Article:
The crust and mantle respond in a similar way to glaciation. Thick accumulations of glacial ice add weight to the crust, and the crust subsides, pushing the mantle out of the way. The Greenland ice sheet, at over 2,500 m thick, has depressed the crust below sea level (Figure 3.20a). When the ice eventually melts, the crust and mantle will slowly rebound (Figure 3.20b), but full rebound will likely take more than 10,000 years (3.20c).

Figure 3.20 Cross-section through the crust in the northern part of Greenland. a) Up to 2,500 m of ice depresses the crust downward (red arrows) and below sea level. b) After complete melting. Isostatic rebound would be slower than the rate of melting, leaving central Greenland at or below sea level for thousands of years. c) Complete rebound after ~10,000 years raises central Greenland above sea level again. Source: Steven Earle (2015) CC BY 4.0 view source a/ b/ c

Large parts of Canada are still rebounding as a result of the loss of glacial ice over the past 12,000 years, as are other parts of the world (Figure 3.21). The highest rate of uplift is in a large area west of Hudson Bay, where the Laurentide Ice Sheet was the thickest, at over 3,000 m. Ice finally left this region around 8,000 years ago, and the crust is currently rebounding at nearly 2 cm/year. Strong isostatic rebound is also occurring in northern Europe where the Fenno-Scandian Ice Sheet was thickest, and in the eastern part of Antarctica, which also experienced significant ice loss during the Holocene.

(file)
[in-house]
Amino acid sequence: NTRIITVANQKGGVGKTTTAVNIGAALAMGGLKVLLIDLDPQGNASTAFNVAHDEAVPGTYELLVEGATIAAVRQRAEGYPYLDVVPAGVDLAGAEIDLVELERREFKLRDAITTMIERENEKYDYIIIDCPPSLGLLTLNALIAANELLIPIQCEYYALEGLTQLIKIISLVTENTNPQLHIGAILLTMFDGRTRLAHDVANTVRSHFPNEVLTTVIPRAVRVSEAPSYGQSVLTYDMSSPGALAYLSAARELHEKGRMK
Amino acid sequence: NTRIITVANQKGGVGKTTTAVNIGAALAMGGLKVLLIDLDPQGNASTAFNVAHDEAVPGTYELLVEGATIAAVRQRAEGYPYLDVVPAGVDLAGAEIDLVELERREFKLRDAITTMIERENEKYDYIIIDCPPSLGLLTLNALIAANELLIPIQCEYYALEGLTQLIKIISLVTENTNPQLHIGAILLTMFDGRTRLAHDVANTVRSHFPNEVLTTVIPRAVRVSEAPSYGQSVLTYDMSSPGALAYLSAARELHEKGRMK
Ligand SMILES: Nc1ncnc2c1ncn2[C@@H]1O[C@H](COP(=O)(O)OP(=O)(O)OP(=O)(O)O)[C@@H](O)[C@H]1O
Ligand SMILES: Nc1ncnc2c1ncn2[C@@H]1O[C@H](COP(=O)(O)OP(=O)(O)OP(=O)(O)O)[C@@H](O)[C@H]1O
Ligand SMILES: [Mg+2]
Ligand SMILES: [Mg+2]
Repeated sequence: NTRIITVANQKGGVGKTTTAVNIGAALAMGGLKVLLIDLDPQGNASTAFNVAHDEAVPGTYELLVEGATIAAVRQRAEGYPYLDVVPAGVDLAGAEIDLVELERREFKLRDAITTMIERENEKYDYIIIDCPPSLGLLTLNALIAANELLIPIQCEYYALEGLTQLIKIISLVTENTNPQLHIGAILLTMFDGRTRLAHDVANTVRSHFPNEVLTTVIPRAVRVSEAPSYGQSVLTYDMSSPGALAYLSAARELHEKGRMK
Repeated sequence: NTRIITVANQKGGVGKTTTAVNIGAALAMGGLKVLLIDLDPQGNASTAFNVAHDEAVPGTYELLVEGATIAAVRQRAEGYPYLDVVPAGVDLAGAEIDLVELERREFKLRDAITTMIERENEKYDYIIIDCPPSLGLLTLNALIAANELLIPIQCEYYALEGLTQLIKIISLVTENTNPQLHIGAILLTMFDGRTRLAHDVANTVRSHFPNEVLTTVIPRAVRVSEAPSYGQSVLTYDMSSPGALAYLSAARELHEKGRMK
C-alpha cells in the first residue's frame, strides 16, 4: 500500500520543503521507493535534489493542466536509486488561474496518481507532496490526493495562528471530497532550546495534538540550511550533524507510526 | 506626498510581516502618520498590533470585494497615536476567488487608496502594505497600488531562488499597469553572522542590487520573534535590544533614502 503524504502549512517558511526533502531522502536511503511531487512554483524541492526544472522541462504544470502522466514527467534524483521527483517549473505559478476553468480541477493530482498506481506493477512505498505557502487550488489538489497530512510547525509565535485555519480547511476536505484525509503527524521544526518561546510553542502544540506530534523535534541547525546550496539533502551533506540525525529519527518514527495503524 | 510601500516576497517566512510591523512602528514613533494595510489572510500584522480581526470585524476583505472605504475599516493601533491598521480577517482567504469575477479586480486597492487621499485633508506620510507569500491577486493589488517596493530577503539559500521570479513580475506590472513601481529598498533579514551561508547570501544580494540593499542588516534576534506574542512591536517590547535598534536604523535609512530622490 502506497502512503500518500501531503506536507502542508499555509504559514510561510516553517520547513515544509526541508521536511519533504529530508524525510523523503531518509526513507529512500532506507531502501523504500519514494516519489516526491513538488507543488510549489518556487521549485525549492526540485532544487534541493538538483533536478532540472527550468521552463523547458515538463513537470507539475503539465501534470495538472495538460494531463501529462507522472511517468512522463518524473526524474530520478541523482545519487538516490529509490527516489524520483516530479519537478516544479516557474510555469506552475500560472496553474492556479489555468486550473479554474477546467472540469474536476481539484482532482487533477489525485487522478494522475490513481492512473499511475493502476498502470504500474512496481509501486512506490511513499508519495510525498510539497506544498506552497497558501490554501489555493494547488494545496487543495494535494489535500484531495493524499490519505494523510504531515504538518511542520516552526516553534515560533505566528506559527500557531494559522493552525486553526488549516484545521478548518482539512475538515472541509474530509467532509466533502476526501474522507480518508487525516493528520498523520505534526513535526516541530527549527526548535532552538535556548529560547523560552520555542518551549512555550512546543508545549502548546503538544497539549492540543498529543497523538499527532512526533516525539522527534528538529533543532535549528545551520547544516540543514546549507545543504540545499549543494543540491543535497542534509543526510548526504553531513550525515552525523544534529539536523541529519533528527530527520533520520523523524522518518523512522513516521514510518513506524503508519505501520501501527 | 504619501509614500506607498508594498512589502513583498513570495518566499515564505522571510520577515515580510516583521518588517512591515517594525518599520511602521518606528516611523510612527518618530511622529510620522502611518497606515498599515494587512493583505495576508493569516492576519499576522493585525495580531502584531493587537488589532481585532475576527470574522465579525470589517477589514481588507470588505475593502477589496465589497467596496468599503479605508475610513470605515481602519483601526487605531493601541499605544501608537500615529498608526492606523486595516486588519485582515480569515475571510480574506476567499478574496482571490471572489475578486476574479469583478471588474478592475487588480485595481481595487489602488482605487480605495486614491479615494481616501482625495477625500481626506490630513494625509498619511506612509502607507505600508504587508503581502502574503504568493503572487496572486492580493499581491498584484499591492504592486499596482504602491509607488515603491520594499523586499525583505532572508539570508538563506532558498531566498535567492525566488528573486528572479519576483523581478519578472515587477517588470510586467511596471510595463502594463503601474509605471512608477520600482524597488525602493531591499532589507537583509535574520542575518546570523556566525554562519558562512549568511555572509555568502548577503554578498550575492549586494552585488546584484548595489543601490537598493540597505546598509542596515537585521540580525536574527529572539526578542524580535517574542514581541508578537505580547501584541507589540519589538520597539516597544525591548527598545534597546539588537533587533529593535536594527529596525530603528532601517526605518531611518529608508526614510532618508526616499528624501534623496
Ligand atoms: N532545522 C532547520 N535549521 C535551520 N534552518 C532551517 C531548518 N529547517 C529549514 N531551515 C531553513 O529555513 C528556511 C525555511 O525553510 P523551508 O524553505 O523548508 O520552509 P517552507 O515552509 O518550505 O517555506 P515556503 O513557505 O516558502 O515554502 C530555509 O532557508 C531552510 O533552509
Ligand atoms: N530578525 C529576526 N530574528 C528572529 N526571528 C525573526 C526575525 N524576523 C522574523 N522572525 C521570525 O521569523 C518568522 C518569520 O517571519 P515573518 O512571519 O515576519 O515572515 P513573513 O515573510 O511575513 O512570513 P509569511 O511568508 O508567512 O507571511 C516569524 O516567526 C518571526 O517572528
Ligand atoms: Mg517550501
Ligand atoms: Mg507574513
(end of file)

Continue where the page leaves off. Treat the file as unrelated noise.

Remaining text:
Glacial rebound in one location means subsidence in surrounding areas (Figure 3.21, yellow through red regions). Regions surrounding the former Laurentide and Fenno-Scandian Ice Sheets that were lifted up when mantle rock was forced aside and beneath them are now subsiding as the mantle rock flows back.

Figure 3.21 Current rates of post-glacial isostatic uplift (green, blue, and purple shades) and subsidence (yellow and orange). Subsidence is taking place where the mantle is slowly flowing back toward areas that are experiencing post-glacial uplift. Source: Steven Earle (2015) CC BY 4.0 view source, modified after Erik Ivins, JPL (2010) Public Domain view source

How Can the Mantle Be Both Solid and Plastic?

You might be wondering how it is possible that Earth’s mantle is solid, rigid rock, and yet it convects and flows like a very viscous liquid. The explanation is that the mantle behaves as a non-Newtonian fluid, meaning that it responds differently to stresses depending on how quickly the stress is applied.

A good example of non-Newtonian behaviour is the deformation of Silly Putty, which can bounce when it is compressed rapidly when dropped, and will break if you pull on it sharply. But will deform in a liquid manner if stress is applied slowly. The force of gravity applied over a period of hours can cause it to deform like a liquid, dripping through a hole in a glass tabletop (Figure 3.22). Similarly, the mantle will flow when placed under the slow but steady stress of a growing (or melting) ice sheet.

Figure 3.22 Silly Putty exhibiting plastic behavior when acted upon by gravity over several hours. Source: Erik Skiff (2006) CC BY-SA 2006 view source